45-years today, the West Coast District Council of Indian Chiefs demanded the closure of the Alberni Indian Residential School and ushered in a new, positive era of education for First Nations children.
Charlie Thompson was one of the victims of notorious pedophile Arthur Plint at the Alberni Indian Residential School.
He said people should never forget what happened to First Nations children in Canada, although he wishes he could.
Ditidaht Chief Councillor Jack Thompson – who was taken from his parents as a young boy said the ceremony was bittersweet – he wants upcoming generations to know what happened at residential schools, but he’d rather not remember the abuses he suffered there.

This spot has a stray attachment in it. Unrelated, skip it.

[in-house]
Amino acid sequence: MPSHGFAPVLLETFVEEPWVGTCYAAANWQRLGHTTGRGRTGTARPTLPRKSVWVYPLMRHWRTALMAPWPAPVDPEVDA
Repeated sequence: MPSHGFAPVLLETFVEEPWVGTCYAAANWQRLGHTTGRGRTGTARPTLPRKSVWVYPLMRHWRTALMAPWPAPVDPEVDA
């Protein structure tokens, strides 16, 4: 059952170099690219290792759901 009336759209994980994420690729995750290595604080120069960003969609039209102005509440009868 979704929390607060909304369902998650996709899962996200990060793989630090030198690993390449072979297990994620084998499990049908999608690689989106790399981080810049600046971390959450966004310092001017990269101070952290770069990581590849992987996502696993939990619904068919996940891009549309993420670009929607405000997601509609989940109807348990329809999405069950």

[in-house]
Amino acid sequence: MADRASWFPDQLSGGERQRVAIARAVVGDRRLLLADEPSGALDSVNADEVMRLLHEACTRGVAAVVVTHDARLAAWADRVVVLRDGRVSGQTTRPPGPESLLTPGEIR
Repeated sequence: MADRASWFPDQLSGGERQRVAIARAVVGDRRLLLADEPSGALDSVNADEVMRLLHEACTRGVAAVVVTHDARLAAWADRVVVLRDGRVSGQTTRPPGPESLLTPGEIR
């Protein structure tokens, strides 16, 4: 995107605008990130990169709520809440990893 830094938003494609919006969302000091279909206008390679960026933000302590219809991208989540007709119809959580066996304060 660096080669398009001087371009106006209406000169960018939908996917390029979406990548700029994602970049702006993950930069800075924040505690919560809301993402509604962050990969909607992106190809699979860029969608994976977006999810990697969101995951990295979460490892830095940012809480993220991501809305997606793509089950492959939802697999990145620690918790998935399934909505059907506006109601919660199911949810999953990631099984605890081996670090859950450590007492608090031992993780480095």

On August 3rd, 1973, the West Coast District Council of Indian Chiefs, now called the Nuu-chah-nulth Tribal Council, negotiated the closure of the Alberni Indian Residential School, and began building their own schools and curriculum to protect future generations from the abuses and cultural genocide that was ingrained in the residential school system.
Yesterday the Tseshaht First Nation hosted a ceremony at the site of the former Indian Residential School, to recognize survivors, and celebrate the return of children in the homes of their families, and the cultural and language revitalization that grew out of that.